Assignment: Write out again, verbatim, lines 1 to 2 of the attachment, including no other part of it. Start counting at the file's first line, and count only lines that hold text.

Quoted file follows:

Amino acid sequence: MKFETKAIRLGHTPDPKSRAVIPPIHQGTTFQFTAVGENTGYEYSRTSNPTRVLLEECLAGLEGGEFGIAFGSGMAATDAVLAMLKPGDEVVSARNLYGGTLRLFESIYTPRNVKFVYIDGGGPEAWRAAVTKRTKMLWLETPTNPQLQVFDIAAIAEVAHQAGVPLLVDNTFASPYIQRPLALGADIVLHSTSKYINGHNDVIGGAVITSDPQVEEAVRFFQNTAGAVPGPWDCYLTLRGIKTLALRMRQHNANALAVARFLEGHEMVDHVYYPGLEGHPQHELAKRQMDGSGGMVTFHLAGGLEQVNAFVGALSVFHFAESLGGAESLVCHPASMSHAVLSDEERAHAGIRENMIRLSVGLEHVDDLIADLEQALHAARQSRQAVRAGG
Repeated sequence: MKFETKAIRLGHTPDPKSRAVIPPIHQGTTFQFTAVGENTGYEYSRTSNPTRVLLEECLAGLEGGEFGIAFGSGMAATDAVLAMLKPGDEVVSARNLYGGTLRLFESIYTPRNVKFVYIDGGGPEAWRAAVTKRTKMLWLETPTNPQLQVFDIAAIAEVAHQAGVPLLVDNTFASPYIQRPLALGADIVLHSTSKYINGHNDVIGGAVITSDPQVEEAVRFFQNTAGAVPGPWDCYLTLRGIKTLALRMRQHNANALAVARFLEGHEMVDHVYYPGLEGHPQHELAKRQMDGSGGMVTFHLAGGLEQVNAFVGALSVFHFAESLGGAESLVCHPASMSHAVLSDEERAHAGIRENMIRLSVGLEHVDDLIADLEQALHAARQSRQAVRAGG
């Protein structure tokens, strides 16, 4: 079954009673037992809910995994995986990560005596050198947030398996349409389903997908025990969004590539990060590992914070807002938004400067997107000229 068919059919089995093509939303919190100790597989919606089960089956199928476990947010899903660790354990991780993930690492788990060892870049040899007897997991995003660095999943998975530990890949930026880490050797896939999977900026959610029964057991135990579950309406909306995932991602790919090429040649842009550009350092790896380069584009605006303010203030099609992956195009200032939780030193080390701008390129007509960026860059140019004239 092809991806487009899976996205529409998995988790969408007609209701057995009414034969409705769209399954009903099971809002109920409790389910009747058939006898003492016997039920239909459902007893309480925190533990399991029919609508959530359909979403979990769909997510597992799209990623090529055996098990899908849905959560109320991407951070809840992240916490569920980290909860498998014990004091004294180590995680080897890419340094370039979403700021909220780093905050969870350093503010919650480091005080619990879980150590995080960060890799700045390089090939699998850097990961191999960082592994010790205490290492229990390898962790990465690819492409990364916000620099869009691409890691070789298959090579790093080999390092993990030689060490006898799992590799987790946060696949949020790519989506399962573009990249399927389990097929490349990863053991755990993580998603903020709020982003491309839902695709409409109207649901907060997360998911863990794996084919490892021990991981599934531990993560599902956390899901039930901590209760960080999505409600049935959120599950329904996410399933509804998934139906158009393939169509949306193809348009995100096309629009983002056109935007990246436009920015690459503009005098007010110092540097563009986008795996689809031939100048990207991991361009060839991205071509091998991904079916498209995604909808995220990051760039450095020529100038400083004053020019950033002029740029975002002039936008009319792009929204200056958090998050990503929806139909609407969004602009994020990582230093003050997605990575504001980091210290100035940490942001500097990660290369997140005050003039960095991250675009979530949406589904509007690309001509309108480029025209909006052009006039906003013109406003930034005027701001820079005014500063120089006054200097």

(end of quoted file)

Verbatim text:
Amino acid sequence: MKFETKAIRLGHTPDPKSRAVIPPIHQGTTFQFTAVGENTGYEYSRTSNPTRVLLEECLAGLEGGEFGIAFGSGMAATDAVLAMLKPGDEVVSARNLYGGTLRLFESIYTPRNVKFVYIDGGGPEAWRAAVTKRTKMLWLETPTNPQLQVFDIAAIAEVAHQAGVPLLVDNTFASPYIQRPLALGADIVLHSTSKYINGHNDVIGGAVITSDPQVEEAVRFFQNTAGAVPGPWDCYLTLRGIKTLALRMRQHNANALAVARFLEGHEMVDHVYYPGLEGHPQHELAKRQMDGSGGMVTFHLAGGLEQVNAFVGALSVFHFAESLGGAESLVCHPASMSHAVLSDEERAHAGIRENMIRLSVGLEHVDDLIADLEQALHAARQSRQAVRAGG
Repeated sequence: MKFETKAIRLGHTPDPKSRAVIPPIHQGTTFQFTAVGENTGYEYSRTSNPTRVLLEECLAGLEGGEFGIAFGSGMAATDAVLAMLKPGDEVVSARNLYGGTLRLFESIYTPRNVKFVYIDGGGPEAWRAAVTKRTKMLWLETPTNPQLQVFDIAAIAEVAHQAGVPLLVDNTFASPYIQRPLALGADIVLHSTSKYINGHNDVIGGAVITSDPQVEEAVRFFQNTAGAVPGPWDCYLTLRGIKTLALRMRQHNANALAVARFLEGHEMVDHVYYPGLEGHPQHELAKRQMDGSGGMVTFHLAGGLEQVNAFVGALSVFHFAESLGGAESLVCHPASMSHAVLSDEERAHAGIRENMIRLSVGLEHVDDLIADLEQALHAARQSRQAVRAGG